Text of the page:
Running into a new year

Big Marathon Challenge runner Stephen talks training, injuries and running hopes for 2017

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Running on a New Year’s Day has always been very special for a number of reasons, and this year is no different. Getting out on the first day of the year is a terrific opportunity to consider upcoming race targets and goals for the next twelve months.

Thoughts are very much focused on the big races ahead, such as the London and Edinburgh marathons that take place in the spring. These are still months away, but it’s very easy to get excited about the prospect of eventually crossing both finish lines.

There is of course a huge number of training miles to cover and tired limbs to deal with before these races too, but this does not dampen my positive outlook for the year. My early run on a usually bright and frosty morning is also an opportunity to reflect on the year that has just passed.

In this case, a frustrating twelve months plagued by injuries – ultimately stalling the progress I’ve made in previous years. I can however take forward many positives into the new year, even after the numerous troublesome niggles that were thrown my way.

For a start, in order to overcome these various annoying injuries I have become a better runner by gaining a more in-depth understanding on running technique and building body strength. I know now that to achieve my marathon target of a sub three-hour time I will need to make improvements in numerous areas, all of which I now better understand after a challenging year.

I am fortunate that New Year’s Day fell on a Sunday and so I had the opportunity to enjoy a long, slow and easy run with plenty of time for reflection. The route I decided to take was along the Water of Leith towards Juniper Green and Balerno, a winding pathway that follows the course of the river. The peaceful nature of the route makes it one of my favourite places to run in Edinburgh, and the tranquillity of the run is only slightly broken by the fellow runners or dog walkers.

The southward journey has a gradual incline throughout, which meant I could benefit from a smooth downward run for the second six miles and go at a slightly faster pace. The mild wind from the north that blew in my face on the return leg meant I did not get carried away with too fast a pace, however.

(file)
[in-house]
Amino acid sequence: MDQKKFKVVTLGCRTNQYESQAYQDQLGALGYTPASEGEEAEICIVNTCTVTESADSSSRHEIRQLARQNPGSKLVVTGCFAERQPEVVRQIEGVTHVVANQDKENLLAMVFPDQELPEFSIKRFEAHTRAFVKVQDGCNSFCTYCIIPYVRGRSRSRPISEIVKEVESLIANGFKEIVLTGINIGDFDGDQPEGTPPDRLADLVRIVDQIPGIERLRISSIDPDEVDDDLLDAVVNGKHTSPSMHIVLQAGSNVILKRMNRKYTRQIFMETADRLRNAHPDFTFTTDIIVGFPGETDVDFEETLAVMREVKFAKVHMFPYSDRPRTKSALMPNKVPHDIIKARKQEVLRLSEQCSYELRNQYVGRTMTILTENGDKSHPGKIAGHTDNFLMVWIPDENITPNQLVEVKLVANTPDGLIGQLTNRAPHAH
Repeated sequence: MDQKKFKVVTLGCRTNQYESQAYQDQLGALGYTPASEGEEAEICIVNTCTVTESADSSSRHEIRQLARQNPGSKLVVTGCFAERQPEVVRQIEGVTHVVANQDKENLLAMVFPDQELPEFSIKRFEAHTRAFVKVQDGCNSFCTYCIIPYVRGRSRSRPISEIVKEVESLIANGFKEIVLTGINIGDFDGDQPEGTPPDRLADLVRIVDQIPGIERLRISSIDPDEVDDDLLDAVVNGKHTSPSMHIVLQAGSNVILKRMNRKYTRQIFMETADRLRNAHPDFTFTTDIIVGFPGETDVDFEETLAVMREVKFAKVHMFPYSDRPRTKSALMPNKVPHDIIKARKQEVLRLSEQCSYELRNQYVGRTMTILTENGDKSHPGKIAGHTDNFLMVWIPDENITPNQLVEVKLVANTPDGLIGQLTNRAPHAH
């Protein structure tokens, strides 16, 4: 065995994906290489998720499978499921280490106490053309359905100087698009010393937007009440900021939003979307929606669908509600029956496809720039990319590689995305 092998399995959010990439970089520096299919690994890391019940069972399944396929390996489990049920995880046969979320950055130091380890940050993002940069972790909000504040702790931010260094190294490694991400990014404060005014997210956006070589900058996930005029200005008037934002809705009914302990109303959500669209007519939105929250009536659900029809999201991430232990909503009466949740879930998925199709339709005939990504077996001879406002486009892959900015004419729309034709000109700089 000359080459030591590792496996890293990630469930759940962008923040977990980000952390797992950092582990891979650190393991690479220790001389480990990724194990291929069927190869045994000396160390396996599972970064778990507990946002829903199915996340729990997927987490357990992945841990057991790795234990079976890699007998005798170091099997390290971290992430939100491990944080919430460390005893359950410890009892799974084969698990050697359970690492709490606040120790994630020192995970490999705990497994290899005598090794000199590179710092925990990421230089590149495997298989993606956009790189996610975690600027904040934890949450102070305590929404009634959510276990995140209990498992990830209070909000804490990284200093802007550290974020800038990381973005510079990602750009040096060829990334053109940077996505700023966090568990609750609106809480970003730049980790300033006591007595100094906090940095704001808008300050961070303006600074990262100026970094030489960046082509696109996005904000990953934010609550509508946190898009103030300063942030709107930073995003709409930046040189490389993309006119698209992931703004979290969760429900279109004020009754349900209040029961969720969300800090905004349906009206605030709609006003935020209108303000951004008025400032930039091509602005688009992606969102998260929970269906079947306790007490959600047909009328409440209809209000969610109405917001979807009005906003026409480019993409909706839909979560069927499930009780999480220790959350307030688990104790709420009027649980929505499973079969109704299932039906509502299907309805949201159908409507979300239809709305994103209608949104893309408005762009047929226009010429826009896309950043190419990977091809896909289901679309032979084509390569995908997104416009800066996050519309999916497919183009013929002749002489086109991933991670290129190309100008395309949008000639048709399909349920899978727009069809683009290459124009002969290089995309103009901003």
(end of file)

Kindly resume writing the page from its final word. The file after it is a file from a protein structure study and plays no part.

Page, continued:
Completing twelve miles was a wonderful way to start off my running in 2017, and a great way to finish week three of my training plan. The week has seen me complete 35 miles in a total of four hours and 43 minutes, and has included two tough but slightly different threshold runs as well.

On Tuesday I was running three lots of ten-minute threshold runs, and the wind on my back meant I was averaging six minutes and 40 seconds per mile. But when the wind was in my face this average pace-per-mile dropped to just under seven minutes, a 20 second difference. I blame the wind for this difference in pace, although the tired legs in the third repetition may also have had something to do with it.

For the second threshold run of the week I decided to avoid the blustery gales outside and complete the four sets of eight minute threshold runs on the treadmill at the gym. Maintaining a constant pace of six minutes and 40 seconds per mile on a one and a half gradient, without any wind assistance, was tough but worth it. I just hope I can repeat this outside when the weather conditions return to some normality.

My final run of 2016 was an easy run of 6 miles or so from the shores of Cramond to home. Despite the gradual incline all the way I found that each mile I was getting faster; maybe it was the promise of a hearty Scottish broth at home that pushed me along.

So, that concluded my week of running into the new year and it has left me feeling quite fulfilled with hope that this will be a very special 2017. Bring on week four of the training plan!

Stephen Ingledew

Written by Stephen Ingledew | 4 articles | View profile

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